Floods drown business in Wisconsin



By Todd Richmond

LAKE DELTON, Wis. – Not a cloud in the sky and the temperature is flirting with 90 degrees. Usually, it doesn’t get any better than this for the Tommy Bartlett water ski show.

But only about 200 people fill the 5,000-seat stadium on the shore of Lake Delton this day. No jet boats towing human pyramids on water skis, no laser show dancing across the water. There’s just a juggler, sweating through his sequins, spitting balls into the air and tossing machetes over his head to weak applause.The production that bills itself as the greatest show on H20 doesn’t have any H20. The lake bed is just a muddy moonscape.Ironically, this all started with too much water. Torrential rain in June blew a giant hole in Lake Delton’s shoreline, letting all the lake’s water rush out and taking vacation homes with it.

Lake Delton’s prosperity went down the drain on June 9 as thunderstorms flooded southern Wisconsin.

High water washed out a 700-foot-long section of earthen bank that separated the reservoir from the Wisconsin River. The 270-acre lake poured through the breach, washing away a section of highway and five shoreline homes. Video of the houses floating away was broadcast around the world.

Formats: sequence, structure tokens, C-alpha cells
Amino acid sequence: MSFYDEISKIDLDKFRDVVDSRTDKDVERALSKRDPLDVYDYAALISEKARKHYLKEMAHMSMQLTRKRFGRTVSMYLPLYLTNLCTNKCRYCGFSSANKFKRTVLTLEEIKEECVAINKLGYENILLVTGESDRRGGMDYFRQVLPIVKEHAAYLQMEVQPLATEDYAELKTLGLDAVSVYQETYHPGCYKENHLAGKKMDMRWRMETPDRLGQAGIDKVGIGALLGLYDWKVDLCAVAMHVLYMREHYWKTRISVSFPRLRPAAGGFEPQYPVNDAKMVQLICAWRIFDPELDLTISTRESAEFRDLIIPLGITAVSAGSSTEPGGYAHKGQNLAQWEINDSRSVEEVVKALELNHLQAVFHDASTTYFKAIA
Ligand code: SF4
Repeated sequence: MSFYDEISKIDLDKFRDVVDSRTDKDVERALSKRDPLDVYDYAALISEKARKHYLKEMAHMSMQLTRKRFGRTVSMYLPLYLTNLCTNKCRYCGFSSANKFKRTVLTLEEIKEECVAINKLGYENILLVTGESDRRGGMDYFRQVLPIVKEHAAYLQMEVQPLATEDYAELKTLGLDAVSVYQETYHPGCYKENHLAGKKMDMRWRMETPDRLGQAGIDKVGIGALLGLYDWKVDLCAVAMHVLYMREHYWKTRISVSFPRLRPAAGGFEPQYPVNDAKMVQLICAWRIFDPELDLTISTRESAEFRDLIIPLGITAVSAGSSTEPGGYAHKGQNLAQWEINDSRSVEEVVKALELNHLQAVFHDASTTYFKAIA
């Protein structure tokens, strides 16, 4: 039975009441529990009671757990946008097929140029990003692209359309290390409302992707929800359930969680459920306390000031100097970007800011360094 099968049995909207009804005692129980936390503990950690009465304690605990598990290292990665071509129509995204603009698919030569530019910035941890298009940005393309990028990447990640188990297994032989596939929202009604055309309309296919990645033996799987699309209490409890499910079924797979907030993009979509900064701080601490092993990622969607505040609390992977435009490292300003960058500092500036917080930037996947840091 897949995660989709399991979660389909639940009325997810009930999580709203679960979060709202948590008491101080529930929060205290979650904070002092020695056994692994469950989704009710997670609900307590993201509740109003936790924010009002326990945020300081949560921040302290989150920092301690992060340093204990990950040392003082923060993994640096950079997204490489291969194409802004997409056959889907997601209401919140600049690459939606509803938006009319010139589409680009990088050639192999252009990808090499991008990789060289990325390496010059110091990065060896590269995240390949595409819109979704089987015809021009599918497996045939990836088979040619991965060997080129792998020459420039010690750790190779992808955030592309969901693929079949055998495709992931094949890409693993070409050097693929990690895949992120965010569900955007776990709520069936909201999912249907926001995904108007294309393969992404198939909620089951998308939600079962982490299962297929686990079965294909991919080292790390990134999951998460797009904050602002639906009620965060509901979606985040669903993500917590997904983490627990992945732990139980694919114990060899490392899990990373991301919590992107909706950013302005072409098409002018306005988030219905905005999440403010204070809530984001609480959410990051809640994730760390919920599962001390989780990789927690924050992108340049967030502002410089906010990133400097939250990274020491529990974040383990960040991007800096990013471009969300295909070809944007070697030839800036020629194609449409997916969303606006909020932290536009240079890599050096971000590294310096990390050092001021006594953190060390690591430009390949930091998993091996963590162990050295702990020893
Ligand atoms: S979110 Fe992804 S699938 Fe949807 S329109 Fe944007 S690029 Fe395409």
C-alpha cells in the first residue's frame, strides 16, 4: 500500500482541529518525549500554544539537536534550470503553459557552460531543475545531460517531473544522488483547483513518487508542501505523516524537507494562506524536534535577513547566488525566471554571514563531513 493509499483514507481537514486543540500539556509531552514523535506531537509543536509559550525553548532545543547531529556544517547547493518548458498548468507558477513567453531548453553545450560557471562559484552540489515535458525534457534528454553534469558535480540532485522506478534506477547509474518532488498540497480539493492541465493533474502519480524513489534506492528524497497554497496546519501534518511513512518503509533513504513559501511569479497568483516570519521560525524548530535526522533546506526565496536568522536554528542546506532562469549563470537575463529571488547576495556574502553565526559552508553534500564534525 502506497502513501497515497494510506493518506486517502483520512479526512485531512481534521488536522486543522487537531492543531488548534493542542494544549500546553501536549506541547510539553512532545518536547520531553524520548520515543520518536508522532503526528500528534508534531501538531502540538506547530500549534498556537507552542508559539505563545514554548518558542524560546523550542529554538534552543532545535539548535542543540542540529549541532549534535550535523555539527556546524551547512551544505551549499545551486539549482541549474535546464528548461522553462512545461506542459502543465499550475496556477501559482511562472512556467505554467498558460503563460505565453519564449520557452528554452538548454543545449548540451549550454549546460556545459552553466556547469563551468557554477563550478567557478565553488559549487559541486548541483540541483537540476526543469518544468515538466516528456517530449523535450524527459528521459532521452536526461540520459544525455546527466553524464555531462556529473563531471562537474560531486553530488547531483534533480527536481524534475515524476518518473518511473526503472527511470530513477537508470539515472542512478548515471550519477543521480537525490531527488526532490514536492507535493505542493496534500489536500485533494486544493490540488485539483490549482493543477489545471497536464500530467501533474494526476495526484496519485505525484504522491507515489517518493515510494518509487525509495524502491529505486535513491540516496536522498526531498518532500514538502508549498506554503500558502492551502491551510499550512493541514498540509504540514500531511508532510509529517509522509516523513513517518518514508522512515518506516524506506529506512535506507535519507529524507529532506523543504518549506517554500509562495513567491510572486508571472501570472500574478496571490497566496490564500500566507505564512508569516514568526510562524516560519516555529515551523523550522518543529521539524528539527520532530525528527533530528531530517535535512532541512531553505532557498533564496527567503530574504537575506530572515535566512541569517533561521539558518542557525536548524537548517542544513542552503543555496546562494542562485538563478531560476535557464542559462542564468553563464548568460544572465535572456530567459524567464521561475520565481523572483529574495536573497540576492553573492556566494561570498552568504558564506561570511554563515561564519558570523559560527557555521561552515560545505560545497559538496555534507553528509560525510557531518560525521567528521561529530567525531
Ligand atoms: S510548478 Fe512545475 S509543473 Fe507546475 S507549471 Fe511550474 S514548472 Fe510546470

Now the three dozen or so business on the lake-turned-mud hole are trying to survive.

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    Sunset Bay Resort’s Web site implores people not to cancel reservations: “The view of the lake is not bad, it’s just different.” The first part is a matter of opinion, the second indisputable – instead of cool, blue-black water, guests see a muddy desert dotted by stumps, buoys and junk.

    Baker, the resort’s owner, said her revenue is down 60 percent from last year.

    “We’ve lost a tremendous amount of business,” she said. “Watching those houses go in the lake over and over again, I wish it would just stop.”